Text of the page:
Multiprocessor Offering Demonstrates HP's Sixth Sense

Hewlett-Packard Co. took a giant leap into an unfilled and untested hardware niche with the unveiling of two new six-way servers, priced comparably with four-way offerings.

While Hewlett-Packard (HP, is touting the performance gains of adding two processors, the computer giant also added storage capabilities. Analysts say this addition increases the value of the solutions to data warehouse and e-commerce sites.

HP says its six-way servers -- dubbed NetServer LH 6000 and LT 6000r -- deliver more than a 30 percent performance boost compared with conventional four-way servers running Windows NT. Windows 2000 configurations are also available "out of the box," says Mari Young, product marketing manager at HP. "We want to drive home the message that the customer is getting six-way performance at four-way prices," Young says. Typical solutions require jumping to pricier eight-way chassis, she notes.

HP offers an eight-way server -- its LXr 8500 -- but the company is seeking to provide a cost-effective upgrade path for four-way users. "They're really not looking at the eight-way market with this space; they're trying to get the four-way market to buy up," says Kelly Spang, analyst at Technology Business Research Inc. ( "The four-way server has done quite well for them. What they're trying to do is give four-way customers that don't want to go to an eight-way a way to get more performance."

At the time the product was launched in March, benchmark comparisons were only available for Windows NT 4.0 Server, Enterprise Edition. "We didn't want to do an apples-to-oranges comparison with Windows 2000," Young says. "The only reasons the benchmarks show NT is because we want to make sure we're doing a performance comparison against something that customers already understand."

HP anticipates that while most sales will be with Windows NT loaded, more customers will buy the six-ways with Windows 2000 than buy four-ways with Windows 2000. "There are a lot of environments where people aren't basically signed up to go the Active Directory route at this time. Plus, uptime is very good with the last two service packs on NT 4.0."

HP has independent test numbers showing TPC-C performance 30 percent higher than Compaq ProLiant 6400r four-way servers and 99 percent higher than Sun Enterprise 450 servers. With these results, HP hopes to demonstrate performance increases with the additional processors, particularly with Windows NT, Spang says.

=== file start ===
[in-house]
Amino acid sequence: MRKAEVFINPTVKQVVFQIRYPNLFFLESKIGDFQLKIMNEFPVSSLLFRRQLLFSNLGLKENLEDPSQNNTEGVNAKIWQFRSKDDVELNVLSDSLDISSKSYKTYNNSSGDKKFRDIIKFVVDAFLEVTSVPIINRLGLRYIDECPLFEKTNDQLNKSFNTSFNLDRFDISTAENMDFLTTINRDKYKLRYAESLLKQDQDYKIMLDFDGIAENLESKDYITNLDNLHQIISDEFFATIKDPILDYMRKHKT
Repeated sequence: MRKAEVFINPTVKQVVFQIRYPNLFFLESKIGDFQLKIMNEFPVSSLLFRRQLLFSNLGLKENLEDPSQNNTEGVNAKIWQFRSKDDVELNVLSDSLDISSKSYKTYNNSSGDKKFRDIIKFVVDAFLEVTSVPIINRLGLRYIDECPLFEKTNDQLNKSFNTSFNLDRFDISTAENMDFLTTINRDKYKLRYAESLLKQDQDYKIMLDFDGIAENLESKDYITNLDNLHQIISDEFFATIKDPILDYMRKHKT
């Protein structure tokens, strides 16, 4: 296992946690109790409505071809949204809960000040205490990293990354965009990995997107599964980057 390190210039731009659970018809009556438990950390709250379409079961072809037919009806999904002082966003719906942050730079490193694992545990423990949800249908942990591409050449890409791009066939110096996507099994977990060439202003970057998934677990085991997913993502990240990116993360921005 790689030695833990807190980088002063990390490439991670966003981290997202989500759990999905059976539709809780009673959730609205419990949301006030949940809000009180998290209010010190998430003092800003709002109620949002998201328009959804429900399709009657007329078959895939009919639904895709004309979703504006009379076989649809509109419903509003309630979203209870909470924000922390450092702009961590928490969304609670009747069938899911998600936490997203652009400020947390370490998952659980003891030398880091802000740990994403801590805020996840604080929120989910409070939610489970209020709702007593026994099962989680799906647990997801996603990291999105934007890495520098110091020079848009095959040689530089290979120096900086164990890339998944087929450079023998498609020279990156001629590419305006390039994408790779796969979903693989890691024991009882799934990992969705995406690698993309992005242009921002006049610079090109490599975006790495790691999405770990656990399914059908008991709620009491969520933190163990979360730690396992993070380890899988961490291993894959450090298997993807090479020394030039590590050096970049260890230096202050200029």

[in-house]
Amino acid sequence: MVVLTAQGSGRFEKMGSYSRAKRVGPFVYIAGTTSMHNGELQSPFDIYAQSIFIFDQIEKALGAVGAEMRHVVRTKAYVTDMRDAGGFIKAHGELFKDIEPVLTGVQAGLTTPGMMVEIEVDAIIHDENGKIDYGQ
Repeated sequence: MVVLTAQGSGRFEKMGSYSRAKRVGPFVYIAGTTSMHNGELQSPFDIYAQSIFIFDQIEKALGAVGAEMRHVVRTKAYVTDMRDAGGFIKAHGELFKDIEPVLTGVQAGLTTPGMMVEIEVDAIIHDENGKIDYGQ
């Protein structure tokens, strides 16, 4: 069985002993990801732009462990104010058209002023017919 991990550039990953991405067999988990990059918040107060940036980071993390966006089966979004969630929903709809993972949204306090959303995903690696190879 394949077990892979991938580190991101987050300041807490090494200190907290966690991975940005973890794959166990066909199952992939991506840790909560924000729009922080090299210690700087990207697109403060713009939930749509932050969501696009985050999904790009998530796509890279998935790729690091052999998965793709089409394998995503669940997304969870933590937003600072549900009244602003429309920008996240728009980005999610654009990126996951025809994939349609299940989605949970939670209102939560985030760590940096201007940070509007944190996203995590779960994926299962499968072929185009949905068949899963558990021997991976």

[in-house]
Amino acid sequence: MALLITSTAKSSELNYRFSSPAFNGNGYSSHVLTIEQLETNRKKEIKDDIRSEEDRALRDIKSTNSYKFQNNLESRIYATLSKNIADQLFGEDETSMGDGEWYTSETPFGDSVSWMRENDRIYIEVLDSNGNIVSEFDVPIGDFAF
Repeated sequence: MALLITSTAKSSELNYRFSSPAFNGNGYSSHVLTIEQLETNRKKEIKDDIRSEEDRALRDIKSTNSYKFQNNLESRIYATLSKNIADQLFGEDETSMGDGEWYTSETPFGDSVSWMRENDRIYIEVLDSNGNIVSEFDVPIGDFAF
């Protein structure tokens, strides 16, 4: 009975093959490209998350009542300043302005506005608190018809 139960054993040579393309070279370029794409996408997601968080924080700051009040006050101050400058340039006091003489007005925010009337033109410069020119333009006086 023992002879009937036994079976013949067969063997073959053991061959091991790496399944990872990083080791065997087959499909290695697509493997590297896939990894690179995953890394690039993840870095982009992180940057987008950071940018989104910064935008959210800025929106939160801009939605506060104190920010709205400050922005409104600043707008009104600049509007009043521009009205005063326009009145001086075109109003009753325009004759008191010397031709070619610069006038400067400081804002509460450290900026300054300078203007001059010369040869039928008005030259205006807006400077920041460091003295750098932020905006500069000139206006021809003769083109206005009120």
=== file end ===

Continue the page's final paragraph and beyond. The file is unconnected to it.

There are other benefits provided by these servers. Spang says, "While the number of processors is interesting, the density of HP's offerings with its packaging, as well as the expandability, are critical selling points for enterprise customers."

The LH 6000 also includes 8 GB of PC 133-MHz SDRAM, eight 64-bit I/O slots, and up to 12 internal Ultra2 SCSI drives. The system also includes a NetRAID controller for managing storage sites.

HP is offering a rebate for the two extra processors in its systems, which will last through July. Customers with four-way NetServers have the option of swapping out boards and power supplies in their current hardware, Young says.

"You're getting two additional CPUs basically for free," Spang explains. "It's an interesting promotion, because the six-way market is really not tested. The only other six-way server from [Advanced Logic Research] never amounted to much."

With a company with as much weight as HP coming onto the market, six-way servers may become a hotter commodity. "They're using an industry-standard chipset, and it's very likely that other companies such as IBM, Dell and even Compaq could follow suit with six-way processors," Spang says.

HP also announced additional SAN solutions with its HP SureStore E Disk Array FC60 and enhancements to HP SureStore Tape Libraries. The FC60, announced last August, is a midrange disk array that scales up to 60 hard-disk drives and 4.4 terabytes of raw storage capacity. Beginning in May, the FC60 will be able to support up to eight HP NetServer systems in SAN configurations.

"With NetServer, they're actually tying in their enterprise storage strategy," Spang says. "HP is looking at it from a complete view of what mission-critical platforms require, in terms of expandability, manageability, and storage."

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